Close Up: Cecil B. DeMille

Cecil B. DeMille and the Golden Calf, a 508-page hardcover biography by Simon Louvish (Faber & Faber, 2008) covers the life and career of the legendary American film director from his birth in 1881 to his death in 1958, two years after he completed his last and most famous film, The Ten Commandments.

DeMille always expressed a deep attachment for the Bible, both the Old and New Testaments, as he referred to them. He was raised a Protestant but Louvish reveals that his father was Protestant and his mother Jewish.

Of the 70 motion pictures that he directed, 52 were silent and many of the best are unknown to modern audiences, according to Louvish, who has also penned books on W. C. Fields, the Marx brothers, Laurel and Hardy, Mack Sennett and Mae West.

DeMille’s first historical epic was Joan The Woman (1917), a telling of the Joan of Arc story. He cemented his reputation as a master of the grandiose Biblical saga with a silent version of The Ten Commandments in 1923. He made King of Kings, a film about the life of Jesus, in 1927, and Samson and Delilah in 1949.

DeMille was in his early 70s when he began work on the modern version of The Ten Commandments, which famously featured Charlton Heston as Moses and Yul Brynner as Pharoah. Memorable performances were also delivered by Anne Baxter, Yvonne de Carlo, Cedric Hardwicke, John Carradine, Vincent Price and Edward G. Robinson. As well, the production featured 30,000 extras and 15,000 animals.

DeMille’s first choice for Moses had been William Boyd, a sixtyish actor known for his roles in Hopalong Cassidy and other Westerns. No matter that Moses was 80 years old at the time of the Biblical Exodus, Boyd was likely too old for the role. Fortunately he turned it down and it went to the younger and more virile Heston, who also voiced the speaking part of God. The baby Moses was played by Heston’s own infant son.

Much of the production was shot on location in Egypt. For the Exodus scene, which showed throngs of Hebrews leaving Egypt, entire local villages were hired to take part.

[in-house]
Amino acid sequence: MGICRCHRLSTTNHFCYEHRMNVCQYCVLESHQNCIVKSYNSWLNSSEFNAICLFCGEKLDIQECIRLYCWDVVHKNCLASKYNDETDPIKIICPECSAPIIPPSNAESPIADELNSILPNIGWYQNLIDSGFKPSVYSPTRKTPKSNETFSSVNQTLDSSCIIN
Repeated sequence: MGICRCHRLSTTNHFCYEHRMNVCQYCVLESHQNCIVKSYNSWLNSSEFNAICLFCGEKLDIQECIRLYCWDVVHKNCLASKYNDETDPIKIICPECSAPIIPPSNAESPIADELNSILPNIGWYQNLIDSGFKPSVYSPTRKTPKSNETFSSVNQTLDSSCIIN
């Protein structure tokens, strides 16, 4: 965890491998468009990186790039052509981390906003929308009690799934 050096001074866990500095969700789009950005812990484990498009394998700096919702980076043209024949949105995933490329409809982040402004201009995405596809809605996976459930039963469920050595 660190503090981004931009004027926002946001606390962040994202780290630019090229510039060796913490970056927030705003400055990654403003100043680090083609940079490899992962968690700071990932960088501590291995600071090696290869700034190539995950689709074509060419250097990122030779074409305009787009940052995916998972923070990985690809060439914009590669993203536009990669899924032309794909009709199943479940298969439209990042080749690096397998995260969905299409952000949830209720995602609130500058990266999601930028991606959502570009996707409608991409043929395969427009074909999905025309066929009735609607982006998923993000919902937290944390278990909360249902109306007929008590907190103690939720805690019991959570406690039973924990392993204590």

“The Exodus stands out as the most crowded crowd scene in movie history,” Louvish writes, noting that some 20,000 or 30,000 costumed extras — real people, not computer-generated images — are visible in the great overhead crane shot in which the freed slaves move out below the stone gods of Egypt into the desert.

DeMille relied upon a team of six scriptwriters, one of whom, Jesse Lasky, Jr., claimed he was regarded as “the company Hebrew” even though he knew more about Christianity than his own birth religion. “I want you to write me the first feast of Passover,” DeMille would tell him. “Write it from the heart of a Hebrew . . . You’ve got to dig. Into yourself. Your ancestors.”

DeMille was not always pleased at the result. More than once, he accused Lasky of reducing a great moment in the saga of mankind to Hollywood theatrics as he angrily tore up pages of script. Even so, the shooting script added much Hollywood claptrap to the Biblical tale.

The sixteen cameras used during production churned out enough footage for ten pictures. The finished product was an extraordinary three hours and 39 minutes long, but only four of the ten plagues — blood, hail, darkness, and the death of the first-born — appeared on screen. The “coup de cinema,” of course, was the parting of the Red Sea, achieved using a tank at the Paramount lot with ramps of cascading water, superimposed with matte paintings and clever miniatures. Louvish called it “a state-of-the-art cinematic miracle.”

The film has earned $838 million to date, making it the fifth-highest grossing movie made in the United States. Astonishingly, it won only a single Academy Award, for visual effects. The 1956 Oscar for best picture went to Around the World in 80 Days, while the Oscar for best director went to George Stevens for Giant.

Film buffs will enjoy the book for its insights into the career of a great director and the vanished age of the Hollywood epic. ♦

© 2008